This small wild cat species, which looks like a domestic cat, lives in high, rocky, treeless areas in the Andes feeding on viscachas (rodents that look like rabbits). Specimens in museums were taken from elevations above 3,000 metres. And a specimen from Peru was captured at an elevation of 5,100 m. The landscape was barren and rocky with clumps of grass and small bushes.
Recently, knowledge of the distribution of this wild cat has been added to because a conservationist, Bernardo Segura, who lives in Santiago City, Chile, employed a camera trap to capture video of an Andean mountain cat near the city. He says that he can see the habitat of this cat from his apartment window. The video is below. You can see the very rocky terrain that this cat favours. He was delighted to obtain the video. These are rare cats and endangered.
Note: This is a video from another website which is embedded here. Sometimes they are deleted at source which stops them working on this site. If that has happened, I apologise but I have no control over it.
Another reported observation of the cat was on the mountainous Altiplano (plateau) at an elevation of 4,250 m in the Cumbres Calchaquíes in Argentina. The cat was spotted on a rocky hillside where there were many permanent lakes. The climate in that region is very cold with minimum daily temperatures frequently at or below 0°C.
The Altiplano is arid and windswept with little rain. The snow brings moisture during the summer. The vegetation is hardy consisting of grasses and prostrate cushion plants. There might be some minute flowering plants and a few scattered shrubs. The description might provide you with an impression of quite hostile terrain. It reminds me of the habitat of the snow leopard.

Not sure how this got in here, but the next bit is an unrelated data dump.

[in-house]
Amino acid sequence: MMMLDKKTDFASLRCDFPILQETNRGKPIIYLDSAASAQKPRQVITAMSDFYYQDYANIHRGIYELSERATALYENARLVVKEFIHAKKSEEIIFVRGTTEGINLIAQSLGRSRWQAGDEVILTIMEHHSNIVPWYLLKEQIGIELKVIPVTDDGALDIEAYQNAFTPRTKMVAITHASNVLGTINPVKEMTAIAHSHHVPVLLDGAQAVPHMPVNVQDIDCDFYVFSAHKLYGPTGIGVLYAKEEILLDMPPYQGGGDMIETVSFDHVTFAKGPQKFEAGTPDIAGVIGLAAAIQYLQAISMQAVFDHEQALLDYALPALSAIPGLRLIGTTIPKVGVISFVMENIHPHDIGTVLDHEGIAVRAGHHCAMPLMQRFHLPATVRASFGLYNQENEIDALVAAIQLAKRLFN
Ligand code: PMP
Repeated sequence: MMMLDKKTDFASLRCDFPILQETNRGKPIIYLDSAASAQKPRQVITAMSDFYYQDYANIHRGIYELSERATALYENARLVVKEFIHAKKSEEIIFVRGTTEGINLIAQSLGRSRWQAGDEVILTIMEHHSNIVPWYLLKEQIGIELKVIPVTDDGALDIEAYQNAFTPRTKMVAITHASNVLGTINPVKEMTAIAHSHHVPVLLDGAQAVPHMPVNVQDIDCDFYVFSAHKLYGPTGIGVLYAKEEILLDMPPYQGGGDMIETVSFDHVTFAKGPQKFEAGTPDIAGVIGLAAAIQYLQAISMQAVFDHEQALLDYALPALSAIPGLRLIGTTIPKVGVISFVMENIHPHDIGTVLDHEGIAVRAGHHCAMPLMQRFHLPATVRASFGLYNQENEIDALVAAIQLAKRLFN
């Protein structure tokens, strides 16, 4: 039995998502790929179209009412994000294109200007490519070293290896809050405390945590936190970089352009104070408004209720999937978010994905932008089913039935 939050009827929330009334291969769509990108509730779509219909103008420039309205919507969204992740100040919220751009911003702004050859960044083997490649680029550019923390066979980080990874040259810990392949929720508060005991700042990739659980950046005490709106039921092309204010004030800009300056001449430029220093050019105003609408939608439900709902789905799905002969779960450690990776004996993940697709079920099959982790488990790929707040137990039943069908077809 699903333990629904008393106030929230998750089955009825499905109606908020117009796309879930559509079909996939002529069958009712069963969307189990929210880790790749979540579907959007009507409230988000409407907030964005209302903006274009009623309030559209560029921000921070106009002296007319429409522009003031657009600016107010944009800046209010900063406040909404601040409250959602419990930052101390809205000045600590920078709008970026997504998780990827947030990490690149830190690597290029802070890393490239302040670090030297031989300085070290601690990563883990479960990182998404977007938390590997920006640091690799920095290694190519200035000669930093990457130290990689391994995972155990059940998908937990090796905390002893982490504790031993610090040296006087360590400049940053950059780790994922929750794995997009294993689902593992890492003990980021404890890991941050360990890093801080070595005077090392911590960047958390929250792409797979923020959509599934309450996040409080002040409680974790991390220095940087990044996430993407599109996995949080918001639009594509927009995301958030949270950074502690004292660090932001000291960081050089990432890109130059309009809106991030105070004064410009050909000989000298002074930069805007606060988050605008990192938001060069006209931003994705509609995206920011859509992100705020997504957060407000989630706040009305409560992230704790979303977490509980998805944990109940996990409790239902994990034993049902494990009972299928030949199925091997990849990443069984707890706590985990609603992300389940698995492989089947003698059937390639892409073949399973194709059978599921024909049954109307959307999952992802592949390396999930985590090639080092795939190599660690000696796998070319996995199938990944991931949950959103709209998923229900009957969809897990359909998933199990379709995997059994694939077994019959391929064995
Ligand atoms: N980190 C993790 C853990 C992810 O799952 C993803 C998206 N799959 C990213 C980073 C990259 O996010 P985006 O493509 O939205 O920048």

In 2002, the authors (the Sunquists) of the book Wildcats of the World said that “there is no information on the mountain cat’s feeding habits”. They therefore speculated and said that this cat probably eats small mammals, birds or lizards. And there are also rabbits and mountain viscachas, hairy armadillos and rodents. And you’ll find ground dwelling birds, ducks, geese and wading birds in the area. These are all potential prey animals. Mountain viscachas are their primary prey depending on their location.
In Argentina, scientists were able to observe an elusive Andean cat which they followed at close range from about 20 to 30 m for two hours. The cat went to a lake to drink. There were ducks on the lake. They followed the cat’s movements. A passing gray fox saw the cat and fled. The fox considered the cat to be a predator but the cat showed no interest in pursuing the fox. The cat then rested for about 20 minutes in a crevice in a large rock, a bit like a cave.
In the further observation in November 1988, which took place near the Salar de Surire in the Chilean Puna at an elevation of about 4,600 m, a wildlife photographer, Gunter Ziesler, watched a colony of mountain viscachas among boulders near a spring. An Andean cat appeared shortly after sunrise. It was there to hunt. The photographer watched for an hour as the cat searched unsuccessfully for prey among the rocks.
The cat appeared to accept the man’s presence as he was only about 20-30 feet away. Andean cats are unhabituated to humans. They don’t realise that humans are dangerous. The same photographer watched an Andean cat kill a viscacha “directly in front of the guardhouse in the Vicuna Reserve Pampa Galares in Peru”. The guards threw stones at the cat to drive it away but they killed it. Unnecessary and cruel.
Tim Sanderson, a small wild cat expert, saw an Andean Mountain cat at Salar de Surire on three different occasions. He was able to approach to as close as 3 metres. The cat was hunting among a colony of mountain viscachas.
In a further observation, a single cat was stalking viscachas as an elevation of 4300 metres on Hacienda Cala Cala in Peru near Azangaro.
These cats were active during the day. Scats from the Andean Mountain cat have mostly been seen in areas of rocky, steep terrain occupied by mountain viscachas.
As at 2002, there was no information about litter size, growth and development of young or their longevity.